The more we have to pay for, sacrifice, spend, or work hard to acquire something, the more we value it and treat it well when it actually comes into our lives.

In order to further understand the concept, ask yourself: What is your attitude towards something that you get for free?

Is it not true that we all tend to undermine, waste, ignore or even misuse the things that we get easily, without any effort or monetary payment?

Just compare how you treat anything that you paid a large amount of sweat, toil or money to acquire, and something that you got for free. You will be able to see the difference.

Well, Allah wants men to maintain, protect, honor, and value their wives because a wife is the only woman on earth that a Muslim man is allowed to enjoy sexually.

To prevent women from being acquired very easily for marriage (without any struggle or sacrifice), or to be cheapened, undermined, abused, and discarded at will by men, Allah made it obligatory upon the latter to pay something to them (anything of value, small or large), when they get married to them, even after obtaining their guardians’ consent for the marriage.

Along the same lines, Allah also obligated Muslim men to financially provide for their wives’ basic food, clothing, shelter, and maintenance needs on a continuous basis after the marriage.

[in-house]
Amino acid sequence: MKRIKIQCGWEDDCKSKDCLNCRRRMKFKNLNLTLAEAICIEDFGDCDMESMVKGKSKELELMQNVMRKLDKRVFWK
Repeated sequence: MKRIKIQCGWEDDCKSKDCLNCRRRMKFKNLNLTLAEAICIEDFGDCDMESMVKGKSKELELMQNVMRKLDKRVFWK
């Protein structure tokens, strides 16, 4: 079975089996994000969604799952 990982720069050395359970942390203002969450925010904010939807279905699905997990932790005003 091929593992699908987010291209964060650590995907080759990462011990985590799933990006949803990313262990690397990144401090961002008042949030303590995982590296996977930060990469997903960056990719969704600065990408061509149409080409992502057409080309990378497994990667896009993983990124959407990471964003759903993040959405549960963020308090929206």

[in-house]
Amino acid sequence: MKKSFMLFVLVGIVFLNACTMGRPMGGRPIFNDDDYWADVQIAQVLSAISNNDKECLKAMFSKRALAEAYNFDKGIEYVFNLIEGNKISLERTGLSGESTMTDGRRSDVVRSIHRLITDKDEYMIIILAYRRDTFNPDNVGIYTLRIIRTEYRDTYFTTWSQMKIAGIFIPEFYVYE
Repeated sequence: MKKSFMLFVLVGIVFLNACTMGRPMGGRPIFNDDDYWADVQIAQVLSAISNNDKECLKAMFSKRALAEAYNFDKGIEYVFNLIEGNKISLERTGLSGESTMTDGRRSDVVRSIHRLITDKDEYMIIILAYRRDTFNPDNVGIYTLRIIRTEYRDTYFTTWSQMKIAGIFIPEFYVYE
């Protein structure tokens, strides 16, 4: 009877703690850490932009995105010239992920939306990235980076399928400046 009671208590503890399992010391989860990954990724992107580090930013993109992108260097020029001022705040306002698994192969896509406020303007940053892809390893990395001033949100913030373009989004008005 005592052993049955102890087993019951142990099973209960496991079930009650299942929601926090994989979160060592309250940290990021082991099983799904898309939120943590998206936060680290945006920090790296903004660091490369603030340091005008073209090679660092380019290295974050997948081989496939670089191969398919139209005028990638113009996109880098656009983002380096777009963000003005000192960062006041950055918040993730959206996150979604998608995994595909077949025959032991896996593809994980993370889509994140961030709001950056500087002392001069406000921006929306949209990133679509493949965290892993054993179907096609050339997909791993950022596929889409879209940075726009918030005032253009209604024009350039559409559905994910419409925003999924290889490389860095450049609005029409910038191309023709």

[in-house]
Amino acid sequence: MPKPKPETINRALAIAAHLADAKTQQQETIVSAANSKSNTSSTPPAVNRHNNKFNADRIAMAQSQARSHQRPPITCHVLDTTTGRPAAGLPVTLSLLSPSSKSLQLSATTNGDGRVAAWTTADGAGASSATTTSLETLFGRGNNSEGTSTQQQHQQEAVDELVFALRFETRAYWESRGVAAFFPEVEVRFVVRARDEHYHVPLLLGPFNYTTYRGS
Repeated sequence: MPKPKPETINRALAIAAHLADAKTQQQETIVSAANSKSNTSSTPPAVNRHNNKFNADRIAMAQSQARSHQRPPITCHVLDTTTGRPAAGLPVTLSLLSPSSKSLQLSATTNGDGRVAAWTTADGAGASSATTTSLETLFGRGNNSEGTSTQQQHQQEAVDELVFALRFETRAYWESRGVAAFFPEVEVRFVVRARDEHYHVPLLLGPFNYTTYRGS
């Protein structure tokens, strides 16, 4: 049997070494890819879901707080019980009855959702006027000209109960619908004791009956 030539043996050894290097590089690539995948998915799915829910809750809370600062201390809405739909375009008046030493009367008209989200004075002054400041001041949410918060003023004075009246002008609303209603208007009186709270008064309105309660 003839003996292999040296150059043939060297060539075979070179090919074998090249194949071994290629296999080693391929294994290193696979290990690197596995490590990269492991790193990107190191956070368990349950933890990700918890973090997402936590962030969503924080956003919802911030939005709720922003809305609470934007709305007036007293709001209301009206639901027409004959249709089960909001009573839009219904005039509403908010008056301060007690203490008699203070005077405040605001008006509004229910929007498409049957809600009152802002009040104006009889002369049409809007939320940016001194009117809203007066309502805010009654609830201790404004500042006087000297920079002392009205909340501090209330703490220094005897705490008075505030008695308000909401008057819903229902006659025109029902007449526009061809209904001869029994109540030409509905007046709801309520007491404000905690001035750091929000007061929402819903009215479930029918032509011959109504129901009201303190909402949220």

Why is Mahr a Must in Marriage? How Much to Give? - About Islam

How Much? Mahr at the Time of the Prophet

Incidents from the Seerah of Prophet Muhammad (peace be upon him) and his companions provide various examples about the types and value of the mahr that were given by husbands to wives during his life. The amounts and values of mahr varied from little to a lot.

Prophet Muhammad said regarding the value of mahr:

“Go and look for something, even if it is a ring of iron.” (Al-Bukhari)

The Prophet was also known to encourage keeping the mahr simple and easy to give:

“The best of dowers is the simplest.” (Al-Hakim, Al-Bayhaqi)

From a simple iron ring, to a piece of gold as big as a date-stone, to the knowledge of the Quran, Prophet Muhammad approved of several kinds of mahr when he conducted or facilitated marriages of his companions.

It is also known from a particular case of khul’ (divorce that is initiated by the wife), that one man had given an entire garden to his wife as mahr.

This indicates that if a man wants to provide his wife with a mahr that is high in value, it is permissible, as long as he doesn’t do it to show off his wealth, and his resources do not become depleted as a result.

The Quran also allows a high amount of mahr, by mentioning the Arabic word “qintar”, which means ‘a large weight or measure (of property), heaped up property’.

However, the most important question that remains is: how much mahr did the Prophet give to his own wives?

According to a hadith, narrated from his wife Aisha, Prophet Muhammad gave “twelve uqiyah and a nashsh” as mahr to his wives, which amounts to 500 dirhams. According to the calculations and conversions to modern-day global currency carried out by qualified scholars, the value of this mahr amounts to between $300-400.

(From Discovering Islam archive)